Katherine Ziesing | Canberra

There is much talk in Defence when it comes to the procurement of long lead items for platforms. My favourite example is the Commonwealth ordering Aegis shipsets for the AWDs in 2008 and taking almost a decade to install them and turn them on. The establishment of long lead items is often a function of commercial concerns; it takes time to design, manufacture and deliver complex items in a cost constricted environment. It’s easier to produce an item when a production line is hot, negating the start up costs and re-climbing the learning curve.

Despite the fact that people are economically termed as capital, they are a lot less moveable than other traditional items considered capital such as machines or infrastructure. They tend to have a mind of their own, which in many cases does not align with the national interest. Convincing a nurse to retrain as an electrical engineer might be a challenge.


Given the naval programs on the horizon, this is a failure of market forces


An alarming announcement came from UNSW Sydney (provider of courses at UNSW@ADFA) that the UNSW Engineering School intends to suspend intake for the Bachelor of Engineering (Hons) in Naval Architecture in 2017 while it is reviewed for possible closure due to lack of demand.

The suspension only relates to new enrolments, and does not affect current students. Students already in the program will be able to continue with their Naval Architecture studies with a view to completing their degree.

Given the naval programs on the horizon, this is a failure of market forces.

Government has made some steps in the right direction in this matter. As Defence Industry Minister Christopher Pyne announced in March, the government has plans for a $25 million Naval Shipbuilding College. Tenders for this school were released late last month. Minister Pyne said while the Naval Shipbuilding College would be headquartered at Adelaide – hardly a surprise given the government’s shipbuilding strategy centres around South Australia – it would provide opportunities for education and training providers across Australia.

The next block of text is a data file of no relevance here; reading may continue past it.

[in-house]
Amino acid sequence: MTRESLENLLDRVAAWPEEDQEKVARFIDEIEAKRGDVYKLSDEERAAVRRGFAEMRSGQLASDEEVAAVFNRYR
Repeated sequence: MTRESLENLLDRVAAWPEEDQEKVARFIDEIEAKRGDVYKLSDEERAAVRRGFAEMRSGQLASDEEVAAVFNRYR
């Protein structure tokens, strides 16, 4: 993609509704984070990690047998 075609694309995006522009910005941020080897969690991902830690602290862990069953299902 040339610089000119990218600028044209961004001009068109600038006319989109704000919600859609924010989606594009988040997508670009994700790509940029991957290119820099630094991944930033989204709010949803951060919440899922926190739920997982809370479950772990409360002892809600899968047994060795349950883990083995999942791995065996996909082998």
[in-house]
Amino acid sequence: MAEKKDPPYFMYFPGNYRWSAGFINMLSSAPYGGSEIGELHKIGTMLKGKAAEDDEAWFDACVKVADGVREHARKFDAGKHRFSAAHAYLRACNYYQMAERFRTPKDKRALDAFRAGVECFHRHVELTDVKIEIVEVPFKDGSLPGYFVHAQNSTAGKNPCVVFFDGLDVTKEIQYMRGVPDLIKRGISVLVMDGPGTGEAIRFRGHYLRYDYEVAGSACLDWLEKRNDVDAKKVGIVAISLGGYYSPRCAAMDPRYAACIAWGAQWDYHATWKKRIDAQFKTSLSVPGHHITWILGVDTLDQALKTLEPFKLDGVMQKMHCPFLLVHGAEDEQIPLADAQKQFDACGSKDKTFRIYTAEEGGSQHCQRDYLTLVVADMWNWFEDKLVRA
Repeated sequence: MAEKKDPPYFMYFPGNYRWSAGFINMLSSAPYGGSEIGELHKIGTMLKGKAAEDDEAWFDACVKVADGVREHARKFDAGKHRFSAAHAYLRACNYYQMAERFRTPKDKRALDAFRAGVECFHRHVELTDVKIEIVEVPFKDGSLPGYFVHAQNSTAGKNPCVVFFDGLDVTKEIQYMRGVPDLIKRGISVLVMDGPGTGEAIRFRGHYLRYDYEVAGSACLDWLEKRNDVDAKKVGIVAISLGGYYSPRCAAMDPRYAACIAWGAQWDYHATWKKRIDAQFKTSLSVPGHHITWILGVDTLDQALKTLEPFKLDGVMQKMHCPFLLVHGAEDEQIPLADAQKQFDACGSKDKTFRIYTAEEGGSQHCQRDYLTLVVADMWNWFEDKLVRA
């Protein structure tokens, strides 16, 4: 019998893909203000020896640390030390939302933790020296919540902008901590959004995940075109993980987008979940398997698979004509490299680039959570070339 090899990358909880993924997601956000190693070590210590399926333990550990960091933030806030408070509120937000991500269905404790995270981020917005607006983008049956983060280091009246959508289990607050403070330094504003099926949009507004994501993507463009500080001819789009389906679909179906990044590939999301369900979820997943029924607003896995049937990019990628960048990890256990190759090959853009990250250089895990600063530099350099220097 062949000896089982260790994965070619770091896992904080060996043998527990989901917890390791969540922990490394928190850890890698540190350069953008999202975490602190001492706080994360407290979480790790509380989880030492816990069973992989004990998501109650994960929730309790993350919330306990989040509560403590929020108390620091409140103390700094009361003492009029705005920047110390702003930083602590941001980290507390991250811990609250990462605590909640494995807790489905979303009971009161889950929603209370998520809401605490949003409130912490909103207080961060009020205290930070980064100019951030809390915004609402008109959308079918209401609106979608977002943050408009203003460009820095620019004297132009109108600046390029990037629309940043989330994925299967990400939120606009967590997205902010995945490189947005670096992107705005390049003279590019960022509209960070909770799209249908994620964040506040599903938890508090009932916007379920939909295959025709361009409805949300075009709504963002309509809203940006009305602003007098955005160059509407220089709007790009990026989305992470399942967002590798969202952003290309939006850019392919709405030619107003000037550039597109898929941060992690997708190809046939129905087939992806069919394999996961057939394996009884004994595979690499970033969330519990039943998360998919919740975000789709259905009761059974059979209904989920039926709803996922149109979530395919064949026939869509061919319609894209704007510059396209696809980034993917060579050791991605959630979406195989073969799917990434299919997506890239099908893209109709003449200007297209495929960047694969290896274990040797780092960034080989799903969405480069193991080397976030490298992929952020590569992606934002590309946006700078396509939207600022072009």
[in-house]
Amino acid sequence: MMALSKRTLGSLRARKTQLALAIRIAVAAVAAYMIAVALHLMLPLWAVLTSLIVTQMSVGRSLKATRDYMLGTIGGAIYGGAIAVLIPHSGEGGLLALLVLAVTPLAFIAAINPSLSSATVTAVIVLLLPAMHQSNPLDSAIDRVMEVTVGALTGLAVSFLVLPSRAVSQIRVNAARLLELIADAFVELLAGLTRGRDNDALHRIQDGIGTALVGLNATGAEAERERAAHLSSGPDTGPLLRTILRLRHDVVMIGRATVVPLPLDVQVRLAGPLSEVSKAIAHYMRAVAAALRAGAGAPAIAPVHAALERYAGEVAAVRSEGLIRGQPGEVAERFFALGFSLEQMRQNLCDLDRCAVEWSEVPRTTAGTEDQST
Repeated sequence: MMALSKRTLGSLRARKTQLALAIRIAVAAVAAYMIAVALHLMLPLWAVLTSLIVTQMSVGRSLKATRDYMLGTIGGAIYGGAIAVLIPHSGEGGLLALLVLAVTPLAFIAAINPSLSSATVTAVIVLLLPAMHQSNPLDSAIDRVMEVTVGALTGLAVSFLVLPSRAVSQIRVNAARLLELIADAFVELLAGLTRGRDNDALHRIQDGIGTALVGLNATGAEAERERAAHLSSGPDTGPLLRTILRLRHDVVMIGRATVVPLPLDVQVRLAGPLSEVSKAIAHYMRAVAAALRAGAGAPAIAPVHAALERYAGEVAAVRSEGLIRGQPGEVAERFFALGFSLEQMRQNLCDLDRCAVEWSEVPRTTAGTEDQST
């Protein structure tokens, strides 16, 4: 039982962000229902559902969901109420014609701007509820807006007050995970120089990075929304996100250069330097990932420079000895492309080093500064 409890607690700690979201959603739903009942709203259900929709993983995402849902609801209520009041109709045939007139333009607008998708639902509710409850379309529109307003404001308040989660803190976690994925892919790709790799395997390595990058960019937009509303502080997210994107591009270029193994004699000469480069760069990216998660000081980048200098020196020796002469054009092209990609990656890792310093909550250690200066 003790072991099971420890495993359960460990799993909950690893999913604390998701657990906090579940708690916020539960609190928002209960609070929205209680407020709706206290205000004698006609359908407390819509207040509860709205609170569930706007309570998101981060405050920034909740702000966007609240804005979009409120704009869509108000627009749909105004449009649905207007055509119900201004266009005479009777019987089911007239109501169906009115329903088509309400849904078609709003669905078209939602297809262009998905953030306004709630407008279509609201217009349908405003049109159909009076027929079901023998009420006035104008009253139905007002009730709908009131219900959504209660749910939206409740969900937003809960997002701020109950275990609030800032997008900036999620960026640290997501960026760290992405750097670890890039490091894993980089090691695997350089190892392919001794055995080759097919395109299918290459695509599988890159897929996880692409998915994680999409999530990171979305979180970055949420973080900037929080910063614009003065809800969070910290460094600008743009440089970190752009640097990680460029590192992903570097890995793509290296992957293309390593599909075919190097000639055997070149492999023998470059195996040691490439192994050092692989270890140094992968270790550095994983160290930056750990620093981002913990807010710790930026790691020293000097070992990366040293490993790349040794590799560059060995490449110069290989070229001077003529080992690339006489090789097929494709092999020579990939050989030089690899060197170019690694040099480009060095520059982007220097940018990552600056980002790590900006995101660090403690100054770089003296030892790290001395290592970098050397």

“Training providers from across the country such as the Australian Maritime College in Launceston and TAFE providers across the country are in the perfect position to benefit from this government initiative,” Pyne said.

“The Naval Shipbuilding College will be national in scope. It will work with, rather than compete with, existing education institutions across Australia. Over the first few years of operation it is expected the College will have to attract, train or retrain more than 1,500 students across the country.”

The initial focus will be on key entry-level trades, and will later expand to include higher education qualifications such as naval architecture and engineering. Minister Pyne said there would be opportunities for current workers in shipbuilding, sustainment, and supply industries.

“Developing training to facilitate career paths from entry level trades to more senior positions like foreman and middle managers will be important. The Naval Shipbuilding College will also reach out to workers in adjacent industries, including those recently made redundant in the automotive industry,” he said.

The Naval Shipbuilding College will commence operations on 1 January 2018.

These are all fine sentiments but how do you get people to be interested in this industry in the first place? Early engagement through school-based STEM programs is one way to attract a younger demographic.

There is a trend emerging in today’s young Australians – changing jobs! A recent study by McCrindle showed that after leaving school the average Australian will have 17 employers from the age of 18 to retirement. This could mean five separate careers in an Australian’s lifetime, given that it usually takes working in around three jobs before upskilling or having a career change. Long gone are the days where you notice which career your skills suit and run with it until retirement. Young workers today have more choice, more fluidity and more power in the workplace.

Today, the national average time spent in a position (i.e. 'tenure') across all age groups is three years and four months, so it seems that a ‘job-for-life’ may be a thing of the past, and job mobility is the new trend. One only has to have a look at LinkedIn to see the job-hopping nature of the market, a market that is not specific to Defence.

What about those who are looking for a career change later in life? How does the Defence community reach them? I’m afraid I don’t have the answers.

This article first appeared in the June 2017 edition of ADM.

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